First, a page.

A Week before Diwali: Then
Almost three years into an IT Software development company, I have realized that an IT guy is very enthusiastic only on a few days in a year. These are the holidays, the typical ‘colour’ days and the traditional days. On the other days he generally whines about his salary, his boss, his company and finally himself in that order; if not, he probably has ulcers in his mouth. :-D
We had traditional day this Diwali at our office. Happiness and memories hit me and the nostalgia took me 15 years back when the celebrations were filled with more enthusiasm and the festive mood would set–in a week or two before the main festival.
Chapter 1: The Holidays
Our Diwali vacation would be of 21 long days! The Semester exams got over and there would be nothing to study; absolutely nothing. We stayed out most of the time. ‘Missed calls’ were still not invented; we used to shout out the names of our friends who stayed on the higher floors to tell them to join us play.
Chapter 2: The Sport - Cricket
We played in the building compound. Three half bricks made up for the stumps at the striker’s end and a flat big tile at the non-striker’s end. We had our own set of rules which would supersede all the existing International Cricket rules.
- Fast ball objection.
- One tap catch out.
- Direct shot outside the building declared out.
- Direct shot on a tree outside the building after which the ball would bounce back into the building – Fight and resolve!
- Current Out – The name ‘current’ implies that a fielder with his foot on the stump at the non-striker’s end would act as a stump himself. So, catching the ball and stepping on the stump would be as good as hitting the stumps.
- Cheating was allowed; not officially but as a last resort, the losing team would go for cheating than losing!
There were many rules. I smiled and giggled jotting down those points on the way we adapted our cricket to the playing conditions in our building compound.
Chapter 3: The Post Lunch Activities
Cricket would go on till lunch. Who needs a power nap after lunch! Every afternoon would be planned. It would be playing cards, carrom, video games, WWF or cricket trump cards till evening followed by a short session of cricket again. After sunset pakda-pakdi, hide and seek, dumb charades or chor-police would follow.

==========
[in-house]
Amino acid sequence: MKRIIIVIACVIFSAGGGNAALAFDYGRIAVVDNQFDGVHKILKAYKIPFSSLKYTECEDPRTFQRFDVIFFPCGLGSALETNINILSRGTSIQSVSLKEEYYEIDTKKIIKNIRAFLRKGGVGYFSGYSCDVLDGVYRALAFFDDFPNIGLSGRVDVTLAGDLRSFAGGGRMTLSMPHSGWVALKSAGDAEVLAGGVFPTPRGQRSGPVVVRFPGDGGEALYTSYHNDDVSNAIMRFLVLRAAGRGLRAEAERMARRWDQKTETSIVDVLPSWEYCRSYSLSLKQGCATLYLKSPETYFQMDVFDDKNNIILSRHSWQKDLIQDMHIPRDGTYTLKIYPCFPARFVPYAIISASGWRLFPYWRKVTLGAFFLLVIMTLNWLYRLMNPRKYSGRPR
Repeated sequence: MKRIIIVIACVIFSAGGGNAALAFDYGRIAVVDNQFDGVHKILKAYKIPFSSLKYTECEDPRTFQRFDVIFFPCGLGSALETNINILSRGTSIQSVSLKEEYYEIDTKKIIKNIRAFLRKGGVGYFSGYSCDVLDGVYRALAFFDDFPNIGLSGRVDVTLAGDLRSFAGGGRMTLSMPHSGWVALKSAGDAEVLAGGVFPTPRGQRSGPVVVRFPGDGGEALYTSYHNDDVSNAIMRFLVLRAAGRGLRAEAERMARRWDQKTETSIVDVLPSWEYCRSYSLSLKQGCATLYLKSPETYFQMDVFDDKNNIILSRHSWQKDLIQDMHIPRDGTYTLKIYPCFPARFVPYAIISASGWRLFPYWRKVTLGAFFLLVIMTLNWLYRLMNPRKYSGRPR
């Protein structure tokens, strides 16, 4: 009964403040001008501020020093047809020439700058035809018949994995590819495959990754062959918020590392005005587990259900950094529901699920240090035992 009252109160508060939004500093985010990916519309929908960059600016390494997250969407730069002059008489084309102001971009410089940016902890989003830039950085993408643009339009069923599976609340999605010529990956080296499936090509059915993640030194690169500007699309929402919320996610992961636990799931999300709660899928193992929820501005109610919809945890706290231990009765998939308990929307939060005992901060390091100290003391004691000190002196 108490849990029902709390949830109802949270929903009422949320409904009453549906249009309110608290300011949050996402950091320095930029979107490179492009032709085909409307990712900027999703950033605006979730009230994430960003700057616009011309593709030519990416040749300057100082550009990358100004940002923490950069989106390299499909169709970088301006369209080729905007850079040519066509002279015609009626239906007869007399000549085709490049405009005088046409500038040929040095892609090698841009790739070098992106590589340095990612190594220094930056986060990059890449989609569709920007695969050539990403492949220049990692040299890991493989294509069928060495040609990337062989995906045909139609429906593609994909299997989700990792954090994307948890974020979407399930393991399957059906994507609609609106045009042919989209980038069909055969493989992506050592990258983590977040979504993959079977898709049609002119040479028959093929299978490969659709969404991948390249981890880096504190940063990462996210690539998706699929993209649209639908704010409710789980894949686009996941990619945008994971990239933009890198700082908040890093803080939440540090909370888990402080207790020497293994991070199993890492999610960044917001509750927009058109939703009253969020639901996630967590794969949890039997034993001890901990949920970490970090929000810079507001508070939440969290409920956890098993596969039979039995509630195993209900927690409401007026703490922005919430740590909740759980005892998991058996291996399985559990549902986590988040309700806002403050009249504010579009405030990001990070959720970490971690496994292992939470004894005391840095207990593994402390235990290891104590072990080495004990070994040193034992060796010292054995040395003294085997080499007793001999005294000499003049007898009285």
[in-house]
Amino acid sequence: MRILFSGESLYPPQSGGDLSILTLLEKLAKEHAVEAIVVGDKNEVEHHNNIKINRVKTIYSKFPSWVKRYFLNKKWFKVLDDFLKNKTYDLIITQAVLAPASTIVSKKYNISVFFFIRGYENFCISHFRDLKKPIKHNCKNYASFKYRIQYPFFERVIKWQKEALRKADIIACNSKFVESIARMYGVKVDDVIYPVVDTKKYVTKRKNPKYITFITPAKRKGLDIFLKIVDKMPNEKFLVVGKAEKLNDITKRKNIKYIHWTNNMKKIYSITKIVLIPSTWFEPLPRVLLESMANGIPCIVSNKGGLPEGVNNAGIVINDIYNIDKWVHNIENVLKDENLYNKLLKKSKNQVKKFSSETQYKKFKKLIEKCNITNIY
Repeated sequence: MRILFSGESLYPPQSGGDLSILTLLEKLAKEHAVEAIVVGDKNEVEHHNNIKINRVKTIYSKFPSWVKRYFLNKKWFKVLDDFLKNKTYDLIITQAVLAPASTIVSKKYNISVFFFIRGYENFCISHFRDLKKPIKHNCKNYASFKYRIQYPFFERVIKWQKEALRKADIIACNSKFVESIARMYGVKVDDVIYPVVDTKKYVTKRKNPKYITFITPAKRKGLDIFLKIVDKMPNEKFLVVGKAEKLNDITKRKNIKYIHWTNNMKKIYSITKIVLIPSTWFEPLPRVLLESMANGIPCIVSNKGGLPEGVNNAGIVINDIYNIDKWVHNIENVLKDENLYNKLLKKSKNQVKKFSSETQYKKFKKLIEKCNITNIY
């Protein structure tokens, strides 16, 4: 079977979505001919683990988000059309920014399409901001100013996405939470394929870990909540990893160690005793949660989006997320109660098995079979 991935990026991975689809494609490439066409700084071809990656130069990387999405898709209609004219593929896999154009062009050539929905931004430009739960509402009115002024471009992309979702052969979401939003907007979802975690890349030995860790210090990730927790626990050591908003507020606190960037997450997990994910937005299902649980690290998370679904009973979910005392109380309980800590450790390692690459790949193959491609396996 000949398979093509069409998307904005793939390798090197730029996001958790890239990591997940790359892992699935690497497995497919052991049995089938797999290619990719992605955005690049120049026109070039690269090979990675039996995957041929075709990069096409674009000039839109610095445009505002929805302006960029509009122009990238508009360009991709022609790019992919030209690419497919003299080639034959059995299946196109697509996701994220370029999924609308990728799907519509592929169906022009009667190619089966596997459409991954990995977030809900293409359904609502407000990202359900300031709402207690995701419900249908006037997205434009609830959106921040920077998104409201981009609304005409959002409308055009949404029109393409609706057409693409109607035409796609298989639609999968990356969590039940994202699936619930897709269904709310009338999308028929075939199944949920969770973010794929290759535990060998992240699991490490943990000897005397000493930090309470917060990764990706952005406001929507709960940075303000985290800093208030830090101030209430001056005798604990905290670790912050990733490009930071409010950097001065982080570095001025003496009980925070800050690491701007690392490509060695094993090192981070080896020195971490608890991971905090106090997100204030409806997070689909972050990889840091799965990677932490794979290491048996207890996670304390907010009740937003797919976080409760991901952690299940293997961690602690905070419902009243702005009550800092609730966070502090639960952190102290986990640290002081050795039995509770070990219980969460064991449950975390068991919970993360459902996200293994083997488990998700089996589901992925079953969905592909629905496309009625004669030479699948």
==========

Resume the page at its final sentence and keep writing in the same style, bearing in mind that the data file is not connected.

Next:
Chapter 4: The Vamp(ire)
A good and everything-is-going-fine and everyone-is-so-happy story will always have at least one character who is good for nothing. She would kick us out of the building every time she didn’t go to work. We all used to hate her. On one unfortunate day she came running out of her house and took my bat. I’m still in receipt of that bat. I still hate her for that. Shhhh! She is still here. She is my neighbour. Another vamp stayed just in front of the building. Whenever the ball went out of the building, it mostly went into her house; she never returned them back. :-(
Chapter 5: Killa (Fort) making
This would be our pre-diwali must-do activity. All of us would so passionately be engulfed into making the killa that we played nothing. We would go to a nearby hill to fetch mud and stones. I remember using matchsticks to decorate the killa, making a chor-darwaza and placing an idol of Shivaji Maharaj on the top of the killa. The craziest thing would be done on the day of Diwali- we would bring all our firecrackers and blow up the killa.
Chapter 6: The Firecrackers
These were a necessity. Who wants new clothes or gifts! My Dad would be made to bring the crackers from a wholesale market at Kopri (Thane). Lavangi bomb, Laxmi bomb, bullet bomb, double shot 1000 ka maal and the beast – atom bomb or the sutli bomb. Blowing up Firecrackers, I think is a literal meaning of the hindi sayng – “Baap ka paisa dhue me udaana” :-D
Chapter 7: Chomping Diwali Snacks
The delicious chivda, chakli, besan laddu, karanji, shankarpali. A task would be to deliver a plate full of our diwali snacks to each one of our neighbors and friends. They would do the same- more snacks!
Of all the chapters, I only have the last chapter with me now. Life taught us all those chapters by giving us or by spoon-feeding us a vacation (read 'time'). It depends on us to take out time; help mom with the pre-diwali cleaning chores; meet our friends; talk to those who care; stop judging people and love them for who they are; play with old friends, laugh and share smiles with them.
This Diwali, try to overlook your troubles, be cheerful and wear a smile. Have some fun with the enthusiasm of a kid that you left long back.
Wishing you and your loved ones, a very happy Diwali from me and my loved ones. :-)